The Common Cold – Causes and Food Therapy in Chinese Medicine
By Emma Suttie, D.Ac.
How many of us, with the coming of winter and colder weather, succumb to the common cold? Sore throat, stuffy nose, fever and chills are all symptoms that accompany a cold, and ones
most of us have come to know so well.
In Chinese medicine, the common cold is seen to be caused by external pathogens invading the body. There are several kinds of external pathogenic factors leading to the common cold. The first is wind-cold, the
second is wind-heat and the third is summer-heat and dampness. Remember, if your immune system is
depressed or under stress then your defenses are less able to fight off a cold or
any pathogenic factors.
The common cold occurs at any time of year, but is most common in winter and spring. The incubation period for a cold is about one day. Symptoms usually begin around the nose and throat, with a stuffy nose, sore throat or sneezing, and sometimes there may be a slight fever.
Here is how, in Chinese medicine, you can tell what kind of cold you have and below are some simple
Chinese herbal recipes to help relieve symptoms and help you get over your cold sooner.
Wind-Cold Common Cold
The symptoms of a wind-cold invasion are:
~ strong aversion to cold
~ slight fever without sweating
~ stuffy nose
~ watery nasal discharge
~ expectoration of thin, white sputum
~ thirst with a desire for hot drinks
~ pain in the limbs
Wind-Heat Common Cold
The symptoms of an invasion of wind-heat are:
~ high fever
~ slight aversion to wind
~ distending pain in the head
~ a little sweating
~ sore throat
~ stuffy nose
~ thick yellow nasal discharge
~ cough with sticky yellow phlegm
~ thirst with a strong desire to drink
Summer-Heat and Dampness Common Cold
The symptoms of a summer-heat with dampness type cold are:
~slight aversion to wind
~ heavy and distending pain in the head
~ aching pain in the limbs
~ thirst but little or no desire to drink
~ chest oppression
~ loss of appetite
~ yellow or cloudy urine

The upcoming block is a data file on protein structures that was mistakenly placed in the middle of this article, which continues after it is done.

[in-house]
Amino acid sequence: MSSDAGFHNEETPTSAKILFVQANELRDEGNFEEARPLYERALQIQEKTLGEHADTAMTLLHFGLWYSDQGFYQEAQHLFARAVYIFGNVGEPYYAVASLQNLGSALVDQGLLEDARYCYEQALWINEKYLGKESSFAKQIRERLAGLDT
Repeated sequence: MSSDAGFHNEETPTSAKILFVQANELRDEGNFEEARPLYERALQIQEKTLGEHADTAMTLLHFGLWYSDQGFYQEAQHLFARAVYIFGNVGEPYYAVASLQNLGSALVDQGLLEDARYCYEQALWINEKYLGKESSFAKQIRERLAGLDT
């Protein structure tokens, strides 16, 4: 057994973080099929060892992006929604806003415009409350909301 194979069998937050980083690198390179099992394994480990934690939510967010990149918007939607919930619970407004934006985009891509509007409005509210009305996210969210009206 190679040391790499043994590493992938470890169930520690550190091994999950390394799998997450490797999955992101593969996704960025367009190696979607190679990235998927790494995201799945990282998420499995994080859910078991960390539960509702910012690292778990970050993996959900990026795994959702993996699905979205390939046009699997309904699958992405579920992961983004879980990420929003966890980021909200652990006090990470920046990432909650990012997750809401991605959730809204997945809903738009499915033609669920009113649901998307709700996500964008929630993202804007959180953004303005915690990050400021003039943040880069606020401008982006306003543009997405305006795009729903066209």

Food Therapy Recipes for the Common Cold
Wind-Heat Common Cold Recipe
Peppermint Porridge (Congee)
1. Take 30g (1 oz) of fresh peppermint, or 15g (1/2 oz) of dried peppermint.
2. Add 2 cups of boiling water to fresh or dried peppermint
3. Cover and allow to steep for 5 minutes
4. Strain and save the liquid to add to step 2
5. Take 90g (3oz) round grain rice, 3 cups of water and 1 tsp of honey
6. Bring rice and water to a boil, then allow to simmer for 30 minutes
7. When the rice is cooked, add the peppermint tea and teaspoon of honey
8. Stir and allow to boil for 5 minutes
9. Divide porridge into 2 servings and take on in the morning and the other in the evening.
Wind-Cold Common Cold Recipe
Ginger Rice Soup
1. Take 10g (5 slices) of fresh ginger, 100g (3 1/2 oz) polished round grain rice or glutinous rice and 30g (2 pieces) green onion
2. Cook the fresh ginger and rice in 4 cups of water for 30 minutes
3. Then add the green onion and simmer for 30 minutes
4. Eat the entire amount while it is still hot
5. After eating, lie in bed under a thick blanket to sweat out the cold that has entered the body. (This soup enduces sweating!)
Summer-Heat and Dampness Common Cold Recipe
1. Take 30g (1oz) Job’s-tears seed, 30g (1oz) white hyacinth bean, 100g (3 1/2oz) round grain rice
2. Bring all ingredients to a boil in 4 cups of water
3. After bringing to a boil, reduce to a simmer and allow to cook for 40 minutes
4. Separate porridge into 2 servings, and take one in the morning and the other in the evening.
There are several things we can do to prevent catching a cold. Things like dressing warmly (so wind doesn’t get in), getting enough sleep to keep your immune system strong, staying hydrated, eating well and exercising are all important to staying healthy in the winter months
and all year round. But, with our busy lifestyles, if you do happen to come down with a cold, resting,
and using Chinese food therapy is a good way to get over your cold as quickly as possible.
About the Author:
Emma’s love for Chinese Medicine began as a teenager when, like many
people, western medicine failed to solve the underlying health issues she
faced. Her doctors proposed only surgery or a lifetime of drugs. However,
after a few months of acupuncture treatments and herbs those problems were
resolved. From that moment forward she was committed to extending this gift
of health to others.
Emma received a Diploma of Acupuncture from the Institute of Traditional
Medicine in Toronto in 2006. Immediately after graduating, she started her
first job treating postal workers and seeing up to 20 patients a day! Over
the next several years she worked at 5 other multidisciplinary clinics
throughout Toronto developing her skills and technique while working
collaboratively with other health professionals, including medical doctors,
to restore health to her patients holistically.
Today she specializes in gynecology, pediatrics and treating emotional
issues and mood disorders through her own practice,
Ukiah Clinic. She also shares her experience and
enthusiasm on her new website,
Chinese Medicine Living
that explores ancient Chinese
wisdom for better living in the modern world.